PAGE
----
A hell of a lot more fun than studying, he thought.

Viewed through his intensity-enhanced goggles, the landscape was low rolling hummocks of a deep dusky red, the color of Georgia mud. Sedna was beautiful. Lee saw a landscape of soft hills lit by urgently brilliant stars, speckled in colors: the glistening white of water-ice snow splashed across through scars in the surface of red tholins. He tried switching the image intensifier off. At first all he could see was darkness, and the sense of speeding across darkness, trusting in the autopilot to avoid obstacles, made his heart hammer. After a minute he began to make out the smudges in the darkness, and in a few minutes more, even though the sun was billions of miles away, he discovered that he could still see. Without the image intensifier, the surface was colorless, a pale ghostly glistening in the starlight, with sun so small he could have covered it with the head of a pin.

It seemed more real to him this way, so he left the image intensifier off. The heads-up display told him the topography, and the autopilot picked out the smoothest path across the snow.

"You guys should have come with me," he said, speaking to the empty air. "Poker's no fun, not until after payday, anyway."

He was lucky he didn't sled right into the artifact. He'd been having such a good time hot-dogging the snowcat, he'd stopped paying attention and had lost track of how far he'd come. Fortunately his navigation computer hadn't, and warned him when he was approaching the artifact.

Once cued to look, he could see it: in the distance, the horizon cut off abruptly. Lee flicked the image intensifier back on, and suddenly it was impossible to miss, a sharp black line across the red horizon. He slowed down to approach it cautiously, edging up to the razor-sharp edge between the snow and the black, and finally getting off the snowcat and creeping forward slowly.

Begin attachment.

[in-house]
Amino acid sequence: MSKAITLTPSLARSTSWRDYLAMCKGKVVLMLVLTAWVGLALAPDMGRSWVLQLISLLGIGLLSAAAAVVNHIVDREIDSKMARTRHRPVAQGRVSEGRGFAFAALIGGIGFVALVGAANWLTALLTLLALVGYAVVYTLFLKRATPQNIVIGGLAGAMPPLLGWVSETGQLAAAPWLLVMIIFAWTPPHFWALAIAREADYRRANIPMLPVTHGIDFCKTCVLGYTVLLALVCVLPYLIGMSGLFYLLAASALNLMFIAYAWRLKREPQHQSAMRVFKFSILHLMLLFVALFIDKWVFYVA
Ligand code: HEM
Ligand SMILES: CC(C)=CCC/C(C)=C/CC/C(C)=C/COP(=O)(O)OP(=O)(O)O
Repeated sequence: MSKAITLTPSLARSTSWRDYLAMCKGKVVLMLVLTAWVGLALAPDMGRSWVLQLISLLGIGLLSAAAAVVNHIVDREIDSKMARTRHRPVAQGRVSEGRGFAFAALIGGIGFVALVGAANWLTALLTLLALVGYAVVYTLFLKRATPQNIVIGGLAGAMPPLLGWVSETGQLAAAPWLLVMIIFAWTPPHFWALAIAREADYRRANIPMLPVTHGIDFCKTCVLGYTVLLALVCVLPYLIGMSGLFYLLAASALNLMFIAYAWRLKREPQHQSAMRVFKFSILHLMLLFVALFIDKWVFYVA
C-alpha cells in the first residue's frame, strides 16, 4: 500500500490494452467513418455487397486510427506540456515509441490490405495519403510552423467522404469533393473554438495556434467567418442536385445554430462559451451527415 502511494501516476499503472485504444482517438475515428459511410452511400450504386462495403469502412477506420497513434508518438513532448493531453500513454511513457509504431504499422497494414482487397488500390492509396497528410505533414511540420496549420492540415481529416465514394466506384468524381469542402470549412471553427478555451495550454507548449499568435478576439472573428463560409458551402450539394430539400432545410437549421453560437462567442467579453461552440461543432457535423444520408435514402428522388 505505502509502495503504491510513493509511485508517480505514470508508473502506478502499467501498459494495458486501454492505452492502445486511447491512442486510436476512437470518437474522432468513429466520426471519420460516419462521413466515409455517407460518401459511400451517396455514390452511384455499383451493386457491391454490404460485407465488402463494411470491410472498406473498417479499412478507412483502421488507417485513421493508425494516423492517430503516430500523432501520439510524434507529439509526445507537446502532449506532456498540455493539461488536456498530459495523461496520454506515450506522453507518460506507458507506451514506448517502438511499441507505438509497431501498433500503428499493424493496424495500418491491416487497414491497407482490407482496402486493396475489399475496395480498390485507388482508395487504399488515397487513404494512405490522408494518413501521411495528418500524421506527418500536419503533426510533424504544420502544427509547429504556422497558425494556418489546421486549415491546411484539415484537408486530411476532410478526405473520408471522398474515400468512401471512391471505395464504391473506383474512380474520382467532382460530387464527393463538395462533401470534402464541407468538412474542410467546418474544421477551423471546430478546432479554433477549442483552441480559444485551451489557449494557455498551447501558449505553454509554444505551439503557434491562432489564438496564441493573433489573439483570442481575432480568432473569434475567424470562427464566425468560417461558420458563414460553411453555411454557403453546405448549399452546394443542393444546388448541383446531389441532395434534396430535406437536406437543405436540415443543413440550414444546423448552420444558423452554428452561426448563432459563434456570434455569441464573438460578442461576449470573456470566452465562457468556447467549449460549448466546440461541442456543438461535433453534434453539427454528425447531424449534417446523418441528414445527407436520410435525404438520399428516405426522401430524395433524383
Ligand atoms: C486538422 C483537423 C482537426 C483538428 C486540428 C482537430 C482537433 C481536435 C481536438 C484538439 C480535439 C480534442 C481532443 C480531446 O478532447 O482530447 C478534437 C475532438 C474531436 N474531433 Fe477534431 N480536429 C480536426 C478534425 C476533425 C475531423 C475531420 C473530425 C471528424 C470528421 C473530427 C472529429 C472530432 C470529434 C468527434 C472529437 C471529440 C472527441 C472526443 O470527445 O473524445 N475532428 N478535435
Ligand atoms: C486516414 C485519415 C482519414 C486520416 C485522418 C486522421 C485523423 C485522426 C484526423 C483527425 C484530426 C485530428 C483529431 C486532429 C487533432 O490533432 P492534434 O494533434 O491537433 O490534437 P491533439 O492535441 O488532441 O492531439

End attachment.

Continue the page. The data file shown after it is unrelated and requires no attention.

He looked down.

The black was speckled with stars.

For an instant he thought it was a hole straight through the planet, and then he wondered if it could be a portal to another universe.

Lee anchored the snowcat, and clipped a safety tether to it. His toolpack carried all his gear, but carrying the pack made it too awkward for him to bend over, so he took it off and wore only the skin-tight nudie suit. Making sure that his tether was secure, he kneeled down at the edge, and leaned over to look down.

He saw a golden helmet faceplate—his own faceplate—looking up at him.

The black surface was not black at all, but a gargantuan mirror reflecting the blackness of space, angled steeply away from him. Close up, he could see the sharp image of stars reflected in it. He was so close to it that it seemed perfectly flat, but looking across in the distance he could see the subtle curve.

He put his hand on it (the mirror-image hand coming up from below to touch his), and it was perfectly smooth and perfectly slick. Absolutely smooth, slicker than oil, as if he was touching nothing, no resistance at all to him sliding his palm across the surface.

Through his glove he couldn't sense the temperature. His suit was a near-perfect insulator; it had to be, of course, to operate in the outer solar system, where the miners walked the cryogenic ice fields of trans-Neptunian and Kuiper objects.

Lee checked the external temperature meter on the fingertip of one glove. Pressing his finger to the mirror's surface, the gauge read five Kelvin. The reading was so unlikely that he pulled his hand away to try another spot. The next spot was still five Kelvin, as was a third spot, and a fourth.

"Sonnabitch," he said. "Colder than a loan shark's heart."

His meter wasn't broken; he checked a patch of the crusty snow surrounding the pit, and got the right number, thirty Kelvin. The surface of Sedna was colder than the caves of hell, but the temperature of the black surface was twenty-five degrees cooler yet, far lower than it had any right to be.

Slowly, he worked it out. The surface was not black; it was reflective, and only appeared black in that it was reflecting the starry sky. It must be very close to a perfect mirror indeed. Far as they were from the sun, the snows of Sedna still absorbed sunlight, and that heated them a few degrees above absolute. But this perfect reflector must absorb no light at all, and stayed cold. Somewhere in the far infrared, it must radiate away a tiny amount of heat, he realized, but in all the wavelengths in which the sun shone, it absorbed nothing, and so was colder than the surface it sat on.